Who has been the Knicks best player - Julius Randle or Jalen Brunson?
After a shaky start out of the gates, the Knicks have turned their 2022-23 campaign into a solid redemption story following last year’s disappointing finish. It’s been a top-to-bottom collective effort, but special recognition is due for Julius Randle and Jalen Brunson, the team’s two leading scorers and All-Star candidates.
Randle suited up in every game this season, and leads the team with 24.4 points per game, along with 10.7 rebounds and 3.9 assists on 54.8 percent shooting from two and 33.4 percent from three. Brunson has only missed three games, averaging 22.5 points, 3.6 rebounds and 6.3 assists on 49.5 percent shooting from two and 39.9 percent shooting from three.
Without their production, New York would be in the thick of the lottery instead of the seventh seed. Unfortunately, the NBA will likely only recognize one as an All-Star this season given the stiff competition and the Knicks’ standing. Which of Randle and Brunson receives the honor will depend on a litany of factors, including how stacked their individual positions are and how coaches view the options. But it does beg the simpler question: who has been the better player this season?
The case for Randle
As mentioned, Randle is New York’s iron man, showing up nightly, playing 1639 minutes halfway through the season, 173 more than Brunson and anybody else on the Knicks, and second-highest in the NBA. To do that and consistently string together 24-11-4 is incredible.
It’s a good thing he’s so resilient too, because his production can’t be easily replaced, at least on this Knicks team. New York nets 3.1 points per 100 possessions better with Randle on the court, a dead average team without him.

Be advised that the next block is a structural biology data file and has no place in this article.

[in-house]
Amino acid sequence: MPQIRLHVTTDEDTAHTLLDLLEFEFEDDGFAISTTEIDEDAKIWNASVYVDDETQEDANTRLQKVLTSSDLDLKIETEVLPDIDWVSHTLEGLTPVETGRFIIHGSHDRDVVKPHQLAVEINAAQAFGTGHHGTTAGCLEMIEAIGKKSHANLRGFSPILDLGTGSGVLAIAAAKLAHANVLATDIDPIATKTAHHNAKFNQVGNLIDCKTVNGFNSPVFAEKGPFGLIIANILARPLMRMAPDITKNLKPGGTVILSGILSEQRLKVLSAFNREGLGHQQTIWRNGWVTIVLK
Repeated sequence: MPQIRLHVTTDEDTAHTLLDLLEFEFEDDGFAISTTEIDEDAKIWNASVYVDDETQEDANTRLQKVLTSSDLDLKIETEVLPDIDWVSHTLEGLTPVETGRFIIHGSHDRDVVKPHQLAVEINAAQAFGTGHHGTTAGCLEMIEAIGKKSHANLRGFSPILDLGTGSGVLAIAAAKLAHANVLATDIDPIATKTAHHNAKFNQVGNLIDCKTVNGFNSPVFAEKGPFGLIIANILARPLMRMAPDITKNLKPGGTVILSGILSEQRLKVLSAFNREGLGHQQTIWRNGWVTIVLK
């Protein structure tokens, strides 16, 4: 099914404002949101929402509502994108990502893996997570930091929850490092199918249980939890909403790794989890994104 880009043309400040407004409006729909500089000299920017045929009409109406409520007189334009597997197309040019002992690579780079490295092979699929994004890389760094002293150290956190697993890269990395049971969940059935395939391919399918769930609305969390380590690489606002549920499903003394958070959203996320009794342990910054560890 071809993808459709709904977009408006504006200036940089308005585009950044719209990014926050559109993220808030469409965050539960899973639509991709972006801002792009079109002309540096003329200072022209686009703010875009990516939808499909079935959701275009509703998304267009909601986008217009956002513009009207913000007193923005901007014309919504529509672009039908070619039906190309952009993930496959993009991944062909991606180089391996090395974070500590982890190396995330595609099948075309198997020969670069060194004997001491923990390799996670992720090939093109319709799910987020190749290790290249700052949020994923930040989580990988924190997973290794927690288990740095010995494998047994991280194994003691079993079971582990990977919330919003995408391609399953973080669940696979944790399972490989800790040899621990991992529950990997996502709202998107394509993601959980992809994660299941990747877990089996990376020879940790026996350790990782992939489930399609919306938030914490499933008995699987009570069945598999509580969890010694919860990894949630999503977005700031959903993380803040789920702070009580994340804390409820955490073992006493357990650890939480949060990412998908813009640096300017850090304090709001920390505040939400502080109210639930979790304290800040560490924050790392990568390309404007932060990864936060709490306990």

High-level self-creation on top of a strong all-around game will have that impact, and Randle’s arguably drawn more double teams and been more effective against them. The Knicks are actually slightly worse statistically with Brunson in the game, maybe because he spends more time playing with bench units, because Immanuel Quickley’s production is similar enough, or because it’s an odd blip that’s to be ignored.
Brunson is certainly a well-rounded player, but Randle plays bigger roles in the defense and on the glass, while also creating for others. Head coach Tom Thibodeau will often hide Brunson off opposing stars, while Randle has been a force in the paint and on switches. Randle isn’t just leading the team in scoring, but in rebounds too, actually having collected 1.5x more than the second-place man, Mitchell Robinson.
Speaking of rebounds, he’s on a six-game streak of 15+ boards, pulling down double-digit rebounds in 18 of his last 19 games. There’s also the 13-game stretch in which he averaged 30 points a night, and the fact he has an extra 30 and 40-point game on Brunson.
The case for Brunson
Peak Randle may be better than Brunson, but on a given night it’s the latter putting in a more consistent, poised effort. Randle has a habit for taking some stretches off, falling asleep defensively or lulling himself into some poor offensive attempts. When Brunson’s playing, he’s 100 percent effort all the time, entirely dependable. It shows in his efficiency and ball control. Brunson is the sharper shooter than Randle, who put up 30 games below 50 percent shooting to his 19.
Brunson also has the far superior assist-to-turnover ratio, while Randle is 15th in the league in turnovers, sitting among high usage star guards. Statistics don’t paint the whole picture, but anybody who’s watched the Knicks know their point guard is generally the more trustworthy decision-maker.
Though the scoring title belongs to Randle, come crunch time it’s Brunson that takes over for the Knicks. With the game within three points and three minutes or fewer remaining on the clock, it’s Brunson leading the way with 54 points in 46 clutch minutes to Randle’s 23.
Not only is Brunson the go-to scorer in the clutch, he’s delivered at a 54.8 percent shooting mark, while Randle scored 17 of his 23 at the free throw line, shooting 25 percent from the field in crunch time.
As far as Brunson’s big runs of the season, he’s currently amidst a nine-game tear where he’s averaging 31.7 points and over 40 minutes a game on 50 percent shooting from all ranges. He also has the edge over Randle according to FiveThirtyEight’s player ratings.